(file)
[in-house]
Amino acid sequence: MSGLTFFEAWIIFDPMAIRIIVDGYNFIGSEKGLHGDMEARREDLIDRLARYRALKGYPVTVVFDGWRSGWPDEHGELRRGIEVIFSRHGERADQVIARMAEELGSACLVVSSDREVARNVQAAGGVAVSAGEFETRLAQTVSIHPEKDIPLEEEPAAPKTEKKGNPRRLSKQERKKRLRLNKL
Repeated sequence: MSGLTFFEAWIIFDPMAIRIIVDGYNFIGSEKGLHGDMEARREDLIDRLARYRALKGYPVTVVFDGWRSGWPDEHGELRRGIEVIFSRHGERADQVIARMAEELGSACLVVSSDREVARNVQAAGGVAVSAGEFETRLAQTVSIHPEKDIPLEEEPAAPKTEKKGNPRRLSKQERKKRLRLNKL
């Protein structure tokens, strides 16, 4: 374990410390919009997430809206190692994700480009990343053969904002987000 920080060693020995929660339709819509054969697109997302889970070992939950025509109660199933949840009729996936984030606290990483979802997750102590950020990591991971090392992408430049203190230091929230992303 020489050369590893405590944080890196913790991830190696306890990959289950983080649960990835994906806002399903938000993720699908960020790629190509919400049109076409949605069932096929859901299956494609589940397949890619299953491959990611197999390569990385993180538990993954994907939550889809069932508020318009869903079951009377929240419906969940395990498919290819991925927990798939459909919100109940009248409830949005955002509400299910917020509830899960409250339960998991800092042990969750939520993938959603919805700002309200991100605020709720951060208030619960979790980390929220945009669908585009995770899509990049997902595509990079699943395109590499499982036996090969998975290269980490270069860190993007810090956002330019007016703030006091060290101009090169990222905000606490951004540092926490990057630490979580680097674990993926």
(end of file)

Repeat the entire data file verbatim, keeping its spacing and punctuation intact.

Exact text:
[in-house]
Amino acid sequence: MSGLTFFEAWIIFDPMAIRIIVDGYNFIGSEKGLHGDMEARREDLIDRLARYRALKGYPVTVVFDGWRSGWPDEHGELRRGIEVIFSRHGERADQVIARMAEELGSACLVVSSDREVARNVQAAGGVAVSAGEFETRLAQTVSIHPEKDIPLEEEPAAPKTEKKGNPRRLSKQERKKRLRLNKL
Repeated sequence: MSGLTFFEAWIIFDPMAIRIIVDGYNFIGSEKGLHGDMEARREDLIDRLARYRALKGYPVTVVFDGWRSGWPDEHGELRRGIEVIFSRHGERADQVIARMAEELGSACLVVSSDREVARNVQAAGGVAVSAGEFETRLAQTVSIHPEKDIPLEEEPAAPKTEKKGNPRRLSKQERKKRLRLNKL
């Protein structure tokens, strides 16, 4: 374990410390919009997430809206190692994700480009990343053969904002987000 920080060693020995929660339709819509054969697109997302889970070992939950025509109660199933949840009729996936984030606290990483979802997750102590950020990591991971090392992408430049203190230091929230992303 020489050369590893405590944080890196913790991830190696306890990959289950983080649960990835994906806002399903938000993720699908960020790629190509919400049109076409949605069932096929859901299956494609589940397949890619299953491959990611197999390569990385993180538990993954994907939550889809069932508020318009869903079951009377929240419906969940395990498919290819991925927990798939459909919100109940009248409830949005955002509400299910917020509830899960409250339960998991800092042990969750939520993938959603919805700002309200991100605020709720951060208030619960979790980390929220945009669908585009995770899509990049997902595509990079699943395109590499499982036996090969998975290269980490270069860190993007810090956002330019007016703030006091060290101009090169990222905000606490951004540092926490990057630490979580680097674990993926």